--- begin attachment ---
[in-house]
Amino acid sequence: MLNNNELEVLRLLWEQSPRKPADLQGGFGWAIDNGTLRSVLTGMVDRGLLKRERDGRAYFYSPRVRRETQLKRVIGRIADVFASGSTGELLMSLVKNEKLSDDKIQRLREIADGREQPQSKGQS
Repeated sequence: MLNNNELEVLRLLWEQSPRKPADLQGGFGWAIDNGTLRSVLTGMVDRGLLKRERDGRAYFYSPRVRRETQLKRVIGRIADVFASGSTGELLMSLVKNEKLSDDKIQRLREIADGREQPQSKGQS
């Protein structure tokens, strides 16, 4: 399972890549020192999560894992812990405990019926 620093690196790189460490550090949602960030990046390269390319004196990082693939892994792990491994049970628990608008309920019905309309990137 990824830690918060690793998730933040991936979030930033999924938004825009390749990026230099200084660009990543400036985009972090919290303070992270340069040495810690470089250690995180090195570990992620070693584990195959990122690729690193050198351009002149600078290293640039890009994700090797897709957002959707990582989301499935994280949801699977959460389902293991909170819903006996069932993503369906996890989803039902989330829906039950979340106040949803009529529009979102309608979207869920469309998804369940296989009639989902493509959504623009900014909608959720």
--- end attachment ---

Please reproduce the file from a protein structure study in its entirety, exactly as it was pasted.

[in-house]
Amino acid sequence: MLNNNELEVLRLLWEQSPRKPADLQGGFGWAIDNGTLRSVLTGMVDRGLLKRERDGRAYFYSPRVRRETQLKRVIGRIADVFASGSTGELLMSLVKNEKLSDDKIQRLREIADGREQPQSKGQS
Repeated sequence: MLNNNELEVLRLLWEQSPRKPADLQGGFGWAIDNGTLRSVLTGMVDRGLLKRERDGRAYFYSPRVRRETQLKRVIGRIADVFASGSTGELLMSLVKNEKLSDDKIQRLREIADGREQPQSKGQS
């Protein structure tokens, strides 16, 4: 399972890549020192999560894992812990405990019926 620093690196790189460490550090949602960030990046390269390319004196990082693939892994792990491994049970628990608008309920019905309309990137 990824830690918060690793998730933040991936979030930033999924938004825009390749990026230099200084660009990543400036985009972090919290303070992270340069040495810690470089250690995180090195570990992620070693584990195959990122690729690193050198351009002149600078290293640039890009994700090797897709957002959707990582989301499935994280949801699977959460389902293991909170819903006996069932993503369906996890989803039902989330829906039950979340106040949803009529529009979102309608979207869920469309998804369940296989009639989902493509959504623009900014909608959720």